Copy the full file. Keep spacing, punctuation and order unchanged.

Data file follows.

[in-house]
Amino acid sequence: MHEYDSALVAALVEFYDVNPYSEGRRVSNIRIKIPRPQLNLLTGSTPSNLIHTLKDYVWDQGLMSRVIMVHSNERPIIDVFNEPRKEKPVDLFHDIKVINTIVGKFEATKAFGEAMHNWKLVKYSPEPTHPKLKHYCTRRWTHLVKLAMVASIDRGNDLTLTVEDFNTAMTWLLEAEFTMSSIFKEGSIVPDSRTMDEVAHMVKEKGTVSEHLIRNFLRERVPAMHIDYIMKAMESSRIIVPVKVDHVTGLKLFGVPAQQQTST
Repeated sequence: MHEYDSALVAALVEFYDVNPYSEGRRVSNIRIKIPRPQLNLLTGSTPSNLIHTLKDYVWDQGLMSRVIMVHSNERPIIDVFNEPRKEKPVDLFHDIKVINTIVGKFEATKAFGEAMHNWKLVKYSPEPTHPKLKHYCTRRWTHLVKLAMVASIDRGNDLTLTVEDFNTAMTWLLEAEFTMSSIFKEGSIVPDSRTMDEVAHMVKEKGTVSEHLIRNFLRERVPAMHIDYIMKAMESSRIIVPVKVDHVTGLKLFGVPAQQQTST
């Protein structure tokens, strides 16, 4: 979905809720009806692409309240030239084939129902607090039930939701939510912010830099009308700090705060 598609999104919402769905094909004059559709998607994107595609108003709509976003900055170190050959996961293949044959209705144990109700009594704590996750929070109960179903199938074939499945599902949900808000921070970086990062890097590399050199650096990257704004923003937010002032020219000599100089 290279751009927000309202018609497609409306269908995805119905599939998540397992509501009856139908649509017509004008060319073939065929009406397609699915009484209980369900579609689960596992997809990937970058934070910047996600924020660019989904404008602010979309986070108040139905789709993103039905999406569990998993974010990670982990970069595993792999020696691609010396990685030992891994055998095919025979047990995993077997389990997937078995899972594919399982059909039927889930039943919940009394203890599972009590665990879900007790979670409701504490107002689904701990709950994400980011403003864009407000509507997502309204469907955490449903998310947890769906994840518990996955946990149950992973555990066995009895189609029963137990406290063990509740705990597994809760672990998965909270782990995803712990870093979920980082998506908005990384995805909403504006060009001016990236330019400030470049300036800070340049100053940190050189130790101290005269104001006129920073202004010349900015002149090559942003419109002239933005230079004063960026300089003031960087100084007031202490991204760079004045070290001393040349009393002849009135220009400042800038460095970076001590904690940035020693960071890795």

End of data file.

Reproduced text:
[in-house]
Amino acid sequence: MHEYDSALVAALVEFYDVNPYSEGRRVSNIRIKIPRPQLNLLTGSTPSNLIHTLKDYVWDQGLMSRVIMVHSNERPIIDVFNEPRKEKPVDLFHDIKVINTIVGKFEATKAFGEAMHNWKLVKYSPEPTHPKLKHYCTRRWTHLVKLAMVASIDRGNDLTLTVEDFNTAMTWLLEAEFTMSSIFKEGSIVPDSRTMDEVAHMVKEKGTVSEHLIRNFLRERVPAMHIDYIMKAMESSRIIVPVKVDHVTGLKLFGVPAQQQTST
Repeated sequence: MHEYDSALVAALVEFYDVNPYSEGRRVSNIRIKIPRPQLNLLTGSTPSNLIHTLKDYVWDQGLMSRVIMVHSNERPIIDVFNEPRKEKPVDLFHDIKVINTIVGKFEATKAFGEAMHNWKLVKYSPEPTHPKLKHYCTRRWTHLVKLAMVASIDRGNDLTLTVEDFNTAMTWLLEAEFTMSSIFKEGSIVPDSRTMDEVAHMVKEKGTVSEHLIRNFLRERVPAMHIDYIMKAMESSRIIVPVKVDHVTGLKLFGVPAQQQTST
């Protein structure tokens, strides 16, 4: 979905809720009806692409309240030239084939129902607090039930939701939510912010830099009308700090705060 598609999104919402769905094909004059559709998607994107595609108003709509976003900055170190050959996961293949044959209705144990109700009594704590996750929070109960179903199938074939499945599902949900808000921070970086990062890097590399050199650096990257704004923003937010002032020219000599100089 290279751009927000309202018609497609409306269908995805119905599939998540397992509501009856139908649509017509004008060319073939065929009406397609699915009484209980369900579609689960596992997809990937970058934070910047996600924020660019989904404008602010979309986070108040139905789709993103039905999406569990998993974010990670982990970069595993792999020696691609010396990685030992891994055998095919025979047990995993077997389990997937078995899972594919399982059909039927889930039943919940009394203890599972009590665990879900007790979670409701504490107002689904701990709950994400980011403003864009407000509507997502309204469907955490449903998310947890769906994840518990996955946990149950992973555990066995009895189609029963137990406290063990509740705990597994809760672990998965909270782990995803712990870093979920980082998506908005990384995805909403504006060009001016990236330019400030470049300036800070340049100053940190050189130790101290005269104001006129920073202004010349900015002149090559942003419109002239933005230079004063960026300089003031960087100084007031202490991204760079004045070290001393040349009393002849009135220009400042800038460095970076001590904690940035020693960071890795």